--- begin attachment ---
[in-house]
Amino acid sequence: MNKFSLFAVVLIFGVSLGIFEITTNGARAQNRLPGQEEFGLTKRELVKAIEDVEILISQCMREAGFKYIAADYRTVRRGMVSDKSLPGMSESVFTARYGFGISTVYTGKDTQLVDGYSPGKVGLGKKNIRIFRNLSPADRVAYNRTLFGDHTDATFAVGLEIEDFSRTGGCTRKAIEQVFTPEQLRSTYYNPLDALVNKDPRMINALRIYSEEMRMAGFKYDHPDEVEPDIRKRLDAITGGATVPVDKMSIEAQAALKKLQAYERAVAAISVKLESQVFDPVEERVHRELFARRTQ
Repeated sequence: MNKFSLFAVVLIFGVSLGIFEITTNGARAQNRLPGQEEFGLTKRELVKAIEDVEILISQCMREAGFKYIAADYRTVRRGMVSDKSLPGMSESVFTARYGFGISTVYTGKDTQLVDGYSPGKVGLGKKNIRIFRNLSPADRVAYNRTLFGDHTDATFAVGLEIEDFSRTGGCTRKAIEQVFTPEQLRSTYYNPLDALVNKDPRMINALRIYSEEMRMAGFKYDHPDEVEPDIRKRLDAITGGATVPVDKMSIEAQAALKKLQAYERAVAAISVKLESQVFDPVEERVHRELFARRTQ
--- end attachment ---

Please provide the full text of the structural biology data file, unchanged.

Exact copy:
[in-house]
Amino acid sequence: MNKFSLFAVVLIFGVSLGIFEITTNGARAQNRLPGQEEFGLTKRELVKAIEDVEILISQCMREAGFKYIAADYRTVRRGMVSDKSLPGMSESVFTARYGFGISTVYTGKDTQLVDGYSPGKVGLGKKNIRIFRNLSPADRVAYNRTLFGDHTDATFAVGLEIEDFSRTGGCTRKAIEQVFTPEQLRSTYYNPLDALVNKDPRMINALRIYSEEMRMAGFKYDHPDEVEPDIRKRLDAITGGATVPVDKMSIEAQAALKKLQAYERAVAAISVKLESQVFDPVEERVHRELFARRTQ
Repeated sequence: MNKFSLFAVVLIFGVSLGIFEITTNGARAQNRLPGQEEFGLTKRELVKAIEDVEILISQCMREAGFKYIAADYRTVRRGMVSDKSLPGMSESVFTARYGFGISTVYTGKDTQLVDGYSPGKVGLGKKNIRIFRNLSPADRVAYNRTLFGDHTDATFAVGLEIEDFSRTGGCTRKAIEQVFTPEQLRSTYYNPLDALVNKDPRMINALRIYSEEMRMAGFKYDHPDEVEPDIRKRLDAITGGATVPVDKMSIEAQAALKKLQAYERAVAAISVKLESQVFDPVEERVHRELFARRTQ